Or Yet Another Tinto Activation!
I though I was fully Tinto’d up. I’ve done it in OK WX in October, godawful freezing fog in January and in a blizzard with the boss in April. I didn’t think I had another ascent of it in me. However…
The WX forecast or this weekend wasn’t brilliant, lots of heavy showers predicted. So I didn’t fancy a long drive and soaking just for some points. I did fancy a walk and spent most of Friday and Saturday considering what to do. The WX on Saturday was awful, I haven’t seen rain like this for months and months. So I didn’t exect to get up early on Sunday. As it was the sun was cracking the flags but there were lots of fluffy white clouds and dirty grey ones. By 10.00am I’d decided that I would do Tinto, 'coz it’s easy and it’s there. I also decided that I would now roll my activations of Tinto onto a 13month cycle. I did it last April, so this May is OK and if I’m spared till June 2010 well that’s when I’ll do it again!
I lobbed the SOTA gear in the car, grabbed 2 bananas and a Mars bad for lunch and set off only to get stuck for 25minutes in resurfacing works in Carnwath, grrr! Mental note was made to come back via Biggar. Anyway soon I was passing the turn off for the Tinto car park. It looked like an IKEA car park. Busy? I should co-co! However, I kept on and went around the back of the hill. The western approach to Tinto looks interesting and is further to walk so that was my route.
In the end I parked at NS925330 by the house but not blocking anything. From there a fine track leads up onto the western ridge the only problem being it ran through a field full of cows and the calves. I don’t like beasts this big, you can’t trust them. I know I could have sheep and win, especially if it came to arm wrestling. But cows? Dodgy if you ask me. Anyway they were more frightened by me and ran off when I came close. Not like the hairy coos on the way to East and West Cairn Law. They’re hard blighters who stand their ground. Anyway I was soon past them and ready to start the climb proper.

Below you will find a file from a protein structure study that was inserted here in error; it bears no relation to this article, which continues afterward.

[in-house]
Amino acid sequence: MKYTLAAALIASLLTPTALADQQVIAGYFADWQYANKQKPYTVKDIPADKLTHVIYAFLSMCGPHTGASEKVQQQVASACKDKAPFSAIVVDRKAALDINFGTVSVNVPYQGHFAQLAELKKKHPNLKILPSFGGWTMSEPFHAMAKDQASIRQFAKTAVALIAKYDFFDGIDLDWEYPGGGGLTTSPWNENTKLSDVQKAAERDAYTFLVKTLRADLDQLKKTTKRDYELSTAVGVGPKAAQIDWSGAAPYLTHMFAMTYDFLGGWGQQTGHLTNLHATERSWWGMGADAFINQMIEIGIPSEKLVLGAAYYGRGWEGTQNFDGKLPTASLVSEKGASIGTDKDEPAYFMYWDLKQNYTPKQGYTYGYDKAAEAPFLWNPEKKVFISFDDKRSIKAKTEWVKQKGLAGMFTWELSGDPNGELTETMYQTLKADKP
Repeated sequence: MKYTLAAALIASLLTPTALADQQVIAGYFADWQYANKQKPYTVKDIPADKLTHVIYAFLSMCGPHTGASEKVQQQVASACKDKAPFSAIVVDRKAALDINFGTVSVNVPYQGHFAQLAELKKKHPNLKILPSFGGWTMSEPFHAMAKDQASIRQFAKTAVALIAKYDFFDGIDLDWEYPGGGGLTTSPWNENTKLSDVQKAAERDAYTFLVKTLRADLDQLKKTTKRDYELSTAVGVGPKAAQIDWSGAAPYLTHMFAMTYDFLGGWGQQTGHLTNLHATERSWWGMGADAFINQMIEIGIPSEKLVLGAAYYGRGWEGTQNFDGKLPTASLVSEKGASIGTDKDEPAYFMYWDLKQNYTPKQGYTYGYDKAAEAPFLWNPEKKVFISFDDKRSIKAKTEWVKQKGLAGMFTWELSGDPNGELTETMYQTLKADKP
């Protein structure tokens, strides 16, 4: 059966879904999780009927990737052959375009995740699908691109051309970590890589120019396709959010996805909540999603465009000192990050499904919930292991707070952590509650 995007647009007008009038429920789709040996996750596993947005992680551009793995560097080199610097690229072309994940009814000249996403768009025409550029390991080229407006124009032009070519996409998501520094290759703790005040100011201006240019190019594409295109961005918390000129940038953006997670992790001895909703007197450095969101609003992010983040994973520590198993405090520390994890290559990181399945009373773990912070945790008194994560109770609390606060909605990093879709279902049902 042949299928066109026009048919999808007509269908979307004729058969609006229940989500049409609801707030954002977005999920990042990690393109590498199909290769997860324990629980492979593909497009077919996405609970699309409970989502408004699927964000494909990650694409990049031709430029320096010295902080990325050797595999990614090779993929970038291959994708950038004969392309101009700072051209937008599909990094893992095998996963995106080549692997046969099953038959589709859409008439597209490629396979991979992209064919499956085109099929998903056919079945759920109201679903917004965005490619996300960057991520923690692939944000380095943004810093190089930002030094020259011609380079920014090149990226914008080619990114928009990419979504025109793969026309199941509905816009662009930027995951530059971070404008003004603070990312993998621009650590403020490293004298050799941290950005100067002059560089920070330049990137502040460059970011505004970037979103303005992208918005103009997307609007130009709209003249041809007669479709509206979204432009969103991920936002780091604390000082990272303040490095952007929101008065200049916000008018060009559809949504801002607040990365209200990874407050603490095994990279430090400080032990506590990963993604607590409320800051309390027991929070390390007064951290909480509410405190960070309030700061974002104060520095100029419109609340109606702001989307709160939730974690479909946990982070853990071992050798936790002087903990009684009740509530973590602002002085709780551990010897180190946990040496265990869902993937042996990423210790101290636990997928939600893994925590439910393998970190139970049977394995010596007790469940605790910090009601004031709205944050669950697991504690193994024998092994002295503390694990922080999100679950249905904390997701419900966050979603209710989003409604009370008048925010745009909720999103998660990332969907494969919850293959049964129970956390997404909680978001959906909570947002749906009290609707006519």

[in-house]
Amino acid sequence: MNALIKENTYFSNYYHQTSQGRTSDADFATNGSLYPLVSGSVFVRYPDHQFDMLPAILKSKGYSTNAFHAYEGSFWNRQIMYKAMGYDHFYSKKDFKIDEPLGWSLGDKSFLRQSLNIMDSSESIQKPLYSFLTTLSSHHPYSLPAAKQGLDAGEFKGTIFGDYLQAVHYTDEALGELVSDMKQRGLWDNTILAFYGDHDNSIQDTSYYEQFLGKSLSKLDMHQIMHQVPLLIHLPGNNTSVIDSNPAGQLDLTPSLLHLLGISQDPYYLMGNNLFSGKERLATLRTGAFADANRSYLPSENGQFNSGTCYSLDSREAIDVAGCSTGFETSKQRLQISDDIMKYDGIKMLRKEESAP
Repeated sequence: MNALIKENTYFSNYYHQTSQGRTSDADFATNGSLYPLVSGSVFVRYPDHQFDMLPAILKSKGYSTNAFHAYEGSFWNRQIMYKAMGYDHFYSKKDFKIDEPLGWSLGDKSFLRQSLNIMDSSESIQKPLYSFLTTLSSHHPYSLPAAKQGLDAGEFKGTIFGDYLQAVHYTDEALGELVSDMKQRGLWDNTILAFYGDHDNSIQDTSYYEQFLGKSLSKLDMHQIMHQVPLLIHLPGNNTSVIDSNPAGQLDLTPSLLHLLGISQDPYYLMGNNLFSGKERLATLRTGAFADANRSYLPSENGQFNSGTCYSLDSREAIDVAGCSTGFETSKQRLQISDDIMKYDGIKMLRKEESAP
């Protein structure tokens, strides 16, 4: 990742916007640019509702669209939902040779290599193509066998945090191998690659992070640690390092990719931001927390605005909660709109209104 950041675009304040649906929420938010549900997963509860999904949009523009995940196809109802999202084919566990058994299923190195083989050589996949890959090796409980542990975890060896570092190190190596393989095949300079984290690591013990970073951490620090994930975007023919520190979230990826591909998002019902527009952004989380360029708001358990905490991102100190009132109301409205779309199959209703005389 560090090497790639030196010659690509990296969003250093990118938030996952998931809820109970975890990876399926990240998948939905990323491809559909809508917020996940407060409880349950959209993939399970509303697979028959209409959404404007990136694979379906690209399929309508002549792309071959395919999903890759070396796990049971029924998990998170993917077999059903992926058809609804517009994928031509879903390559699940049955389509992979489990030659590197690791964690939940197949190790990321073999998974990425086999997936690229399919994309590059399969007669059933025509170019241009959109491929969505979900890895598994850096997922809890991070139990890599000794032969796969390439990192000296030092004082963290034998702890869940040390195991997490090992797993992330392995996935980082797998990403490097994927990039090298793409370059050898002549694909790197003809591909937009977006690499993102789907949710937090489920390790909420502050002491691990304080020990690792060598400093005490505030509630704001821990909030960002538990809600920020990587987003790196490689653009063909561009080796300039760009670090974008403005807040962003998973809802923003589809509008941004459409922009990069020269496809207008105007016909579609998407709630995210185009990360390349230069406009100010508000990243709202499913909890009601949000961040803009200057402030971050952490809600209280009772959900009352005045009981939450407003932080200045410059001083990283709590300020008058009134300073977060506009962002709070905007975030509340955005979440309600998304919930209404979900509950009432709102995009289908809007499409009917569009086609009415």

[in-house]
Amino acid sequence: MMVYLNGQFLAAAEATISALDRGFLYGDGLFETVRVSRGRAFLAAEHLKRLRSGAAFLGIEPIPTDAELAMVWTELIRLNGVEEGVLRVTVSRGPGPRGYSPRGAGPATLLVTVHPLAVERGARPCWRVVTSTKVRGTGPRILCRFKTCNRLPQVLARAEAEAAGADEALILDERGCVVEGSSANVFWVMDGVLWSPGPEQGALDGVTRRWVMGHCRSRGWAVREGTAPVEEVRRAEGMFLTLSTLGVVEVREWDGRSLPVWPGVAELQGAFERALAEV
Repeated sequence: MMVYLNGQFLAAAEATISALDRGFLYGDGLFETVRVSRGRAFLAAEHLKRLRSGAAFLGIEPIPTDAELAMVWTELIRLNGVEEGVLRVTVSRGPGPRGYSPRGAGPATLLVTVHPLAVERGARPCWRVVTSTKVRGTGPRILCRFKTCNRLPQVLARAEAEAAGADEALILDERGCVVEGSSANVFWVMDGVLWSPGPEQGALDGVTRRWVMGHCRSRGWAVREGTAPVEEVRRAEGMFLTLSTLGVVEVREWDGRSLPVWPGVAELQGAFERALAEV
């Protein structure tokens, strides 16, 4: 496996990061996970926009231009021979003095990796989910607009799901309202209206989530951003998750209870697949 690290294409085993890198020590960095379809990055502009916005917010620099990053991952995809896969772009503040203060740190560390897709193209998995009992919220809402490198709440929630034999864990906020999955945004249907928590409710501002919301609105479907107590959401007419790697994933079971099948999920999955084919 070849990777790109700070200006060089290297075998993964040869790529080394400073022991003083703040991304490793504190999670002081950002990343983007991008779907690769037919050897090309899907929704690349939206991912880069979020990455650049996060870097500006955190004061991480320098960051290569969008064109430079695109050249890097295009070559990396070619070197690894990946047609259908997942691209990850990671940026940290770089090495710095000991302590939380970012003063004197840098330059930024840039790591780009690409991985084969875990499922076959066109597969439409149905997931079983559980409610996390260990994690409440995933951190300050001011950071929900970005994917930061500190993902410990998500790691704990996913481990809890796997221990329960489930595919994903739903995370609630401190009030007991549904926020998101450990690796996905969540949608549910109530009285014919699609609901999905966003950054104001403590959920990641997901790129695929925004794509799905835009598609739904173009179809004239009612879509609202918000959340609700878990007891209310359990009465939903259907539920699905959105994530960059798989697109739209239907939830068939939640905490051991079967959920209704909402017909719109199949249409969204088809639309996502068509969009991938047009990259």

At the top of the track there’s a gate which you go through then immediately leave the track and follow the fence up the hill. This fence (and drystane dyke) runs right to the summit, an ideal navigation aid for doing this route on a pea-souper. The ground is really steep here and stays that way for a while. But the day was nice and the sun was getting hotter. I’d driven through a serious shower on the way but you’d never have guessed looking at the sky now. Anyway onwards and upwards. Considering the rain over the past few days I expected the ground to be worse than it was. There were a few soft bits on the flat sections but nothing to cause me to route around them.
I was following the fence and at times the path disappeared but at others there was a nice ATV track to follow. You can’t see Tinto for the first part of the climb as the view is blocked by Lochlyock Hill. (Pronounce that anyway you can, I strained my tongue the first time I tried!) From here there’s a gentle downwards bit followed by the final ascent. Now you can see Tinto which was looking nice and red as its name suggests in the sun.
The col was a little damp and after that it was a trudge to the top. It showered a bit but nothing much and after what seemed like a lifetime of trudging the cairn at the top appeared. Along with what looked enough people to make you think the entire Chinese Red Army had the day off. Boy was it busy. And there was an aerial visible.
An aerial? I’d booked this hill this morning (on the alerts page). How dare someone come and play on it! I put on a stern face and walked up to the perpetrator. I was going to enjoy this, enough busy bodies have demanded to know what I was up to over the last 120 something activations.